CHICAGO — Dylan Jerrell was having a tough time in kindergarten.
The energetic, outgoing Bigfoot fan was easily frustrated, and he responded to challenges with disruptive meltdowns. He wouldn’t hit anyone, but he’d break down and cry or yell at his teachers. For a week in mid-September, he was in the principal’s office every single day. His mom, Jacqueline Fellows, considered home-schooling. His pediatrician offered medication for attention deficit hyperactivity disorder.
But then Fellows, a health writer in McKinney, Texas, put Dylan on the Feingold diet, which eliminates artificial colors and flavors and some preservatives.
“I started the Feingold diet on a Saturday, the weekend after he’d been in the principal’s office every day, and he’s only been back to the principal’s office once, and that was when (someone) fed him a hot dog,” Fellows said.
“It was amazing. It’s not a silver bullet, but it’s the most powerful tool that I have for him.”
Parents of children with attention deficit hyperactivity disorder (ADHD) have been reporting marked behavioral improvements due to diets eliminating artificial food coloring and other additives for decades now, but those reports have gained traction in the past decade, with recent studies suggesting that scientists may have been too quick to dismiss dietary triggers for ADHD in the 1980s and ’90s.
In 2007, a landmark British study published in The Lancet medical journal found that artificial food colors and preservatives increase hyperactivity in children, leading the European Union to require warning labels on foods containing any of six specific food colors. This set off renewed debate in the U.S., but the Food and Drug Administration declined to take regulatory action.
Now, scientists are getting intriguing results from sophisticated analysis techniques that allow them to pool findings from multiple studies. A meta-analysis of 34 studies that appeared in the Journal of the American Academy of Child and Adolescent Psychiatry in 2012 found that artificial food colors had a small but significant effect on ADHD symptoms. The overall effect was equivalent to about one-fifteenth to one-thirtieth the effect of medication, according to study co-author Joel Nigg, a professor of psychiatry at Oregon Health & Science University in Portland.
And when patients followed broader elimination diets — excluding not just artificial colors and preservatives, but other suspected triggers such as eggs — the effect was larger: about one-third to one-sixth the effect of medication, Nigg says.
The authors of the 2012 study estimated that as many as 8 percent of kids with ADHD may have symptoms related to artificial food colors and 30 percent of kids with ADHD may have symptoms that improve when they follow more comprehensive diets that eliminate suspected allergens as well.
“It has a chance of working — a less than 50-50 chance, but it’s a chance. It’s going to take some effort, so (if you want to try it) get a good nutritionist to advise you and talk to your child and give it a couple of months of effort,” Nigg said.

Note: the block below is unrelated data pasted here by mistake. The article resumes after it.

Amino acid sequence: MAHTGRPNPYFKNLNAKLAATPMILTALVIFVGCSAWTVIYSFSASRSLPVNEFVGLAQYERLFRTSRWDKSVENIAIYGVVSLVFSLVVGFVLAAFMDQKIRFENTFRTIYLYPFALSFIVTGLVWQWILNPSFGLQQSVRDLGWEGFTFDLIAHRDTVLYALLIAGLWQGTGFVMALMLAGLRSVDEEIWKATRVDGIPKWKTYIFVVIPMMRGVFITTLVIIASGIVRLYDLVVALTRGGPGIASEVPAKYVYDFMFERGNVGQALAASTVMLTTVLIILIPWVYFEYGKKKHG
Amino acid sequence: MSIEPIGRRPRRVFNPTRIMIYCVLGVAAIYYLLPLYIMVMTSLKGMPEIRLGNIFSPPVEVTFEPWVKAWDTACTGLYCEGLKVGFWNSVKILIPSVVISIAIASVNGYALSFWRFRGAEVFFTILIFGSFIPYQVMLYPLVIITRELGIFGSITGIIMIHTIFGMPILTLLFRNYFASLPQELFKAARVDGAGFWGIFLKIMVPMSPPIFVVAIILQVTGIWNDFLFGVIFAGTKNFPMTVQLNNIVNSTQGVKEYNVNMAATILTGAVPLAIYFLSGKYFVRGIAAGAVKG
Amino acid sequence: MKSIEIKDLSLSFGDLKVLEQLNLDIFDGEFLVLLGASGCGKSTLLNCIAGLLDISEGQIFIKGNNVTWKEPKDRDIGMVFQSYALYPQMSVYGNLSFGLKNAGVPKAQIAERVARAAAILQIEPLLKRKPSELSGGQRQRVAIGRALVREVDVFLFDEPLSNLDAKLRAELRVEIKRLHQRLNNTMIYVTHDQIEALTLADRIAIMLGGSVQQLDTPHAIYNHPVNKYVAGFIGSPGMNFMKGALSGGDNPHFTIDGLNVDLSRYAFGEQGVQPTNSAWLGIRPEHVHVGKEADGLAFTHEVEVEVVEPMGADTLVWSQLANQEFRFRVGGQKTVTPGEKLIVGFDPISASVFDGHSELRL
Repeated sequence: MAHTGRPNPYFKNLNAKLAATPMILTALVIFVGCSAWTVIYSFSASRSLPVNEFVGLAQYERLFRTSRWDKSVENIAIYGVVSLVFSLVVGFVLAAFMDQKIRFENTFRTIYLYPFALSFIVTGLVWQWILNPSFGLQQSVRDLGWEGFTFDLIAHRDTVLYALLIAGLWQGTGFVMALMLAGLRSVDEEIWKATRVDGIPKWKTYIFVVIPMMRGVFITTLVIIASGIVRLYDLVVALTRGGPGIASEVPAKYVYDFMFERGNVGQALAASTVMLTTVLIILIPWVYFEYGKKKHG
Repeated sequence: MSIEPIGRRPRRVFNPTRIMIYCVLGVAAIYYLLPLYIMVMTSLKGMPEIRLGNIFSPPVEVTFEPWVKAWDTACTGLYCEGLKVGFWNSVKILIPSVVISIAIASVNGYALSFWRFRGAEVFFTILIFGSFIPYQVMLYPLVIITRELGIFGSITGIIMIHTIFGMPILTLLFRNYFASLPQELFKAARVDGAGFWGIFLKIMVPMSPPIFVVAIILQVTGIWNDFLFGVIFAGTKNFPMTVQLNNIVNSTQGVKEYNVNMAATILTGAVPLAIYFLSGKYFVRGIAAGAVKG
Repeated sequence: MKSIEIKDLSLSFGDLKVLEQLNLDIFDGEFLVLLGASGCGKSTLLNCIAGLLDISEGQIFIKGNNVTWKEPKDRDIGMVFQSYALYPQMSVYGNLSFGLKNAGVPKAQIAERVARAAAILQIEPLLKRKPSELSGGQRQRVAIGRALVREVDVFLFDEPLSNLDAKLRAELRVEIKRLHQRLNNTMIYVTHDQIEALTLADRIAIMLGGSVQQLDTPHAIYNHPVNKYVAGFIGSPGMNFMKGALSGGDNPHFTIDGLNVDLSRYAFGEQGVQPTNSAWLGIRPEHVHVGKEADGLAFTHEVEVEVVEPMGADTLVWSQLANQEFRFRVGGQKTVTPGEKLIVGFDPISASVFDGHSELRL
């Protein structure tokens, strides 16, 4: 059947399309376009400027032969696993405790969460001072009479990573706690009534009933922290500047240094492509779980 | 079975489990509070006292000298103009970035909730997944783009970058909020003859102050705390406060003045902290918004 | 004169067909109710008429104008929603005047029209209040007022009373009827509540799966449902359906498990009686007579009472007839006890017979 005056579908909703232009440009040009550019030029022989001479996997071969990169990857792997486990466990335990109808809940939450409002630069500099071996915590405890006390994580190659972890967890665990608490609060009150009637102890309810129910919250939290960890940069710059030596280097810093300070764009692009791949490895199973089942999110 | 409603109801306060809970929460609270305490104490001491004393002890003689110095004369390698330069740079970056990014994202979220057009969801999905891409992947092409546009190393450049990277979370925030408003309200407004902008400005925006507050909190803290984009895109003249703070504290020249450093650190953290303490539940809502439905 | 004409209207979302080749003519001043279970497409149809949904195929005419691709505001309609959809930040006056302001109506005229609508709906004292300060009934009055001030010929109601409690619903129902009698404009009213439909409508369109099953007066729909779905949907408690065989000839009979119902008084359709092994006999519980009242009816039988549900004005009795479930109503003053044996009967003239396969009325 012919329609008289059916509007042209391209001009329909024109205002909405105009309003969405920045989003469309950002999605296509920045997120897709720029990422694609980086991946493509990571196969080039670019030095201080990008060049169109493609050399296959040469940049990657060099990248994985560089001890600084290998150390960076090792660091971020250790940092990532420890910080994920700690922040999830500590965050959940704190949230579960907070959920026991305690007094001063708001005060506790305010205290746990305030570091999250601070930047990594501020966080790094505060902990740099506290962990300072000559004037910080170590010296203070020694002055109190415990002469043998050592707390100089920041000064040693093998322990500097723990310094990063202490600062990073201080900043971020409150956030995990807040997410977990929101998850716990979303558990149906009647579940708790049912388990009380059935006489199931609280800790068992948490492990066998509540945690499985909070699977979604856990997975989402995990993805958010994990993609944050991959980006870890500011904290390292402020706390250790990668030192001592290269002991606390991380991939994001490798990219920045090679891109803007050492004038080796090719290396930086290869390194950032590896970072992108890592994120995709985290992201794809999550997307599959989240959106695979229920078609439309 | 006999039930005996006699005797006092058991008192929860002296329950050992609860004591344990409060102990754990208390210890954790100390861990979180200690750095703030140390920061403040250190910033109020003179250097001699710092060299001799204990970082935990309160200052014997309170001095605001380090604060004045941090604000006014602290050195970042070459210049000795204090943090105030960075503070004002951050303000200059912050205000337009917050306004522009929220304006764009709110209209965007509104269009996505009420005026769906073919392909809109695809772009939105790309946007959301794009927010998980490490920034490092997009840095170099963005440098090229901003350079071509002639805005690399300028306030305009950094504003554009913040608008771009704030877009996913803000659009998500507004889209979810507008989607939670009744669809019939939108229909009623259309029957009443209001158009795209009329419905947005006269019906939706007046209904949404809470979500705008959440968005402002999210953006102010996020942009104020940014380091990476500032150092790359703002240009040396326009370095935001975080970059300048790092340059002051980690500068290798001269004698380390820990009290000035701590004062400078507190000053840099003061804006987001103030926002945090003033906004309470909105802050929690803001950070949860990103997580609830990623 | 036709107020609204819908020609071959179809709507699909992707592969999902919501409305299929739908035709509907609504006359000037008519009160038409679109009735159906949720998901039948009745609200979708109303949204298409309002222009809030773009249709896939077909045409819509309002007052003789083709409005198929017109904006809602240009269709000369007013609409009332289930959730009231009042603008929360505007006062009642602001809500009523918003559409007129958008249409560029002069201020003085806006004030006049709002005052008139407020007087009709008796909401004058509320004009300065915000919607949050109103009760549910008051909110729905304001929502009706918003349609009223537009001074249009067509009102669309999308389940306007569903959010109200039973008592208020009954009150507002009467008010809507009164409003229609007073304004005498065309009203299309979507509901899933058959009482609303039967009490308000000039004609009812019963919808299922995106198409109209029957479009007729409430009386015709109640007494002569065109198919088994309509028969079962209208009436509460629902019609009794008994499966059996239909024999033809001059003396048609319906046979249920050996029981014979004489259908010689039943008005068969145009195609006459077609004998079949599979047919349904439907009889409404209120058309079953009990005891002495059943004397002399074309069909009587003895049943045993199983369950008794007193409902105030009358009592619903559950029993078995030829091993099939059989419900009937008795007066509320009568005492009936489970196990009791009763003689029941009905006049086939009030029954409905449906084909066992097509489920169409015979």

L. Eugene Arnold, a professor emeritus of psychiatry at Ohio State University, points out that the British study found that artificial food dyes and preservatives increase hyperactivity in the general population of children, not just kids with ADHD.
“It makes sense for all kids to reduce the amount of dye they take in,” said Arnold, who says that per capita consumption of artificial food dyes has quadrupled in the last 50 years.
But in 2011 an advisory panel for the FDA concluded that although artificial food dyes may trigger hyperactivity in a small percentage of children with behavioral problems such as ADHD, there isn’t enough evidence to claim that food dyes cause hyperactivity in the general population. The panel voted against recommending warning labels on foods with artificial dyes and called for more research.
According to a recent statement released by the FDA, “the agency continues to study the matter in various populations, including children, and will report its findings.” The FDA did not say when those findings would be reported.
Popularized in Benjamin Feingold’s best-selling 1974 book, “Why Your Child Is Hyperactive,” the Feingold diet eliminates artificial colors and flavors and three preservatives, and it temporarily removes foods containing natural salicylates, such as oranges and apples. The foods with natural salicylates may later be reintroduced. The diet fell out of favor with scientists after a 1983 meta-analysis concluding that the overall effect was too small to be important, according to a 2012 article in Neurotherapeutics.
Fellows says that before she put her son on the diet, she was your typical suburban mom, treating her son to cherry limeades and never really questioning the chemical additives in foods.
But she had a friend whose son had seen a marked improvement in a behavioral tick — involuntarily sniffing — on the Feingold diet, and, with Dylan’s pediatrician saying her son was a candidate for medication, Fellows figured she had nothing to lose.
Seven months later, she says, Dylan can still be a handful — he’s 6, after all — but his behavior is much better. Before the dietary changes, Fellows volunteered regularly in his school cafeteria and saw Dylan popping up and down, spinning in his seat, yelling and not really eating his lunch. She dropped by during lunch time a few months after the dietary change, and he was sitting down, eating his lunch and talking quietly to the little girl next to him.
“He didn’t go from ‘wild man’ to calm,” Fellows said. “He was just able to really listen and comprehend what you said. He could learn.”